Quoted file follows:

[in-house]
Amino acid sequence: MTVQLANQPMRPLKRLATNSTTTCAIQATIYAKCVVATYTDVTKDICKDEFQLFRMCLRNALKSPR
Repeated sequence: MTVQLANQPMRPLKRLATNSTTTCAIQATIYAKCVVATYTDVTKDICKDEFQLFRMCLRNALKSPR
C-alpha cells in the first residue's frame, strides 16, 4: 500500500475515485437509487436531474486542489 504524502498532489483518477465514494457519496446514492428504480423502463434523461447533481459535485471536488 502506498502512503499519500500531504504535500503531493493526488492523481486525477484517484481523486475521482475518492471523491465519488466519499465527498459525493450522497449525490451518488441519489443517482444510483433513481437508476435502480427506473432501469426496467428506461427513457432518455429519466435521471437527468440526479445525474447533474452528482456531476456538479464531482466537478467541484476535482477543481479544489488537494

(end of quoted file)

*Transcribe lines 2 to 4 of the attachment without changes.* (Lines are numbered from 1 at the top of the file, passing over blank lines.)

Amino acid sequence: MTVQLANQPMRPLKRLATNSTTTCAIQATIYAKCVVATYTDVTKDICKDEFQLFRMCLRNALKSPR
Repeated sequence: MTVQLANQPMRPLKRLATNSTTTCAIQATIYAKCVVATYTDVTKDICKDEFQLFRMCLRNALKSPR
C-alpha cells in the first residue's frame, strides 16, 4: 500500500475515485437509487436531474486542489 504524502498532489483518477465514494457519496446514492428504480423502463434523461447533481459535485471536488 502506498502512503499519500500531504504535500503531493493526488492523481486525477484517484481523486475521482475518492471523491465519488466519499465527498459525493450522497449525490451518488441519489443517482444510483433513481437508476435502480427506473432501469426496467428506461427513457432518455429519466435521471437527468440526479445525474447533474452528482456531476456538479464531482466537478467541484476535482477543481479544489488537494